By Joseph Beyda
It was a stressful Sunday for me in The Daily sports crew’s fantasy football league. I thought I’d jumped out to a safe lead on Vignesh Venkataraman, who had five players on bye weeks and had started Brian Hoyer at quarterback for a grand total of seven Thursday-night points. But behind 41 points from Marshawn Lynch (four rushing touchdowns) and 27 more from the Cardinals D (two defensive scores), Viggy crept a couple of points ahead of me going into Monday night’s Eagles-Panthers game.
After being screwed over by a former Cal running back, the fate of my team — whose leading scorer on Sunday was former Notre Dame receiver Golden Tate — now rested squarely on the shoulders of a former USC quarterback, my recent waiver-wire pickup Mark Sanchez. I guess that’s what I get for naming my team “Hashtag StanfordNFL,” especially on Andrew Luck’s bye week.
If you’ve been playing fantasy football for a while, this all probably sounds pretty typical to you. The game is so fun because of the emotional swings elicited in each and every owner by players at a dozen NFL stadiums every week. No amount of analysis, research or experience can prepare you for each Sunday’s surprises, and no, the better team doesn’t always win.
But besides toying with my playoff hopes, this week’s craziness also drove home another point: Even though it wasn’t created by the NFL, fantasy football is perhaps the best marketing campaign in the history of mankind.
Fantasy football is perfect for the league because it increases both the breadth and the depth of the casual fan’s involvement. Of course, there are some ultra-fans who, even without fantasy sports, would scour Rotowire for six days each week and spend the seventh staring at a TV screen. But most followers of football or other sports are motivated by some sort of ownership — my city, my alma mater, my favorite player — even if only to justify to the rest of the world why they’re spending every waking hour watching multi-millionaires sweat.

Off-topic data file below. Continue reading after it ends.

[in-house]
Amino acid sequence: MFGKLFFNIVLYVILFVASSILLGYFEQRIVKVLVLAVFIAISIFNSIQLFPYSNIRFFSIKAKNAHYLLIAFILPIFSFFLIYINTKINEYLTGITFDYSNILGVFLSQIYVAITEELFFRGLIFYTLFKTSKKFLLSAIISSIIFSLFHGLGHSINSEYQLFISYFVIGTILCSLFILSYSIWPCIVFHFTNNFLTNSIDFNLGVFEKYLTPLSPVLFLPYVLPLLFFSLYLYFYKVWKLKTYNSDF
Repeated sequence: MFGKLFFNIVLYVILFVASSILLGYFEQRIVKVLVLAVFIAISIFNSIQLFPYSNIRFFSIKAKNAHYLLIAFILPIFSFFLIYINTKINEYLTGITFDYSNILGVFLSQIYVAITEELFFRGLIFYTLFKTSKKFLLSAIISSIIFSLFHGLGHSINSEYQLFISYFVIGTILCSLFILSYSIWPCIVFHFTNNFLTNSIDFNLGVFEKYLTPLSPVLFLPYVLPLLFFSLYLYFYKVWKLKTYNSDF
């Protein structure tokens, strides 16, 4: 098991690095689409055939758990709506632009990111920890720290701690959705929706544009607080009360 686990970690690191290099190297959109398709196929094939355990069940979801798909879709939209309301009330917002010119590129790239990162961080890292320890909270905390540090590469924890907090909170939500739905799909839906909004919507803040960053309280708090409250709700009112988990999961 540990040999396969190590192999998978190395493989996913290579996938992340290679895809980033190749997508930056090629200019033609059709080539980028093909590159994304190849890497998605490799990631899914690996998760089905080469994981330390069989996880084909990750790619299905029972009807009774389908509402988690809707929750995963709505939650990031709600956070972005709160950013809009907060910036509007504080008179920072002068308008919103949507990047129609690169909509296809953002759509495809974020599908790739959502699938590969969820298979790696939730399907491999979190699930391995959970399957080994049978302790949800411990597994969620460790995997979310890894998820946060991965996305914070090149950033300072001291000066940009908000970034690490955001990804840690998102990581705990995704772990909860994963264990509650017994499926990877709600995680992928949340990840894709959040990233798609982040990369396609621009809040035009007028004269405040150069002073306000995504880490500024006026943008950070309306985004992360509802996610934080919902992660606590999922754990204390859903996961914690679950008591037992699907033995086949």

But if fans just followed a couple of teams they felt attached to in those ways, things would be very inefficient for the NFL. It would be like watching just one episode of House of Cards each season or listening to just one song on Taylor Swift’s new album. What kind of model is that for the entertainment industry?
Fantasy football ensures that the NFL gets the biggest bang for its buck. By making me an owner of my very own team, the game enticed me into following all 32 teams in some way or another.
But that’s true for fantasy sports with other professional leagues, so what makes fantasy football special? I’ve tried fantasy baseball and hockey before, but they became too unmanageable because all of the players were in action every day or two. With fantasy football, though, I have a week to sit back and analyze what’s going on across the NFL — and I know that I’ll be at a severe disadvantage if I don’t.
Here’s an example: If you put them in a room, I probably couldn’t tell Lamar Miller from Lamar Odom, but in the process of replacing the struggling Toby Gerhart (an emotional, yet misguided, second-round pick) at running back, I learned all about Miller and the rest of the Miami Dolphins offense. Since then, he hasn’t just lifted me to a few key fantasy wins; he’s got me following the injury to Knowshon Moreno and the run-pass balance of the Dolphins’ offense. How’s that for a Bay Area native who usually splits his time between Stanford and the Sharks?
If that’s not enough to convince you of fantasy football’s power, let me remind you that a 17-year Stanford football fan started Mark Sanchez at QB this week. And Hashtag StanfordNFL won.
Joseph Beyda still mistakenly believes in the power of the Sanchize. Remind him of any game Mark started in the past four years to teach him a lesson at jbeyda ‘at’ stanford.edu.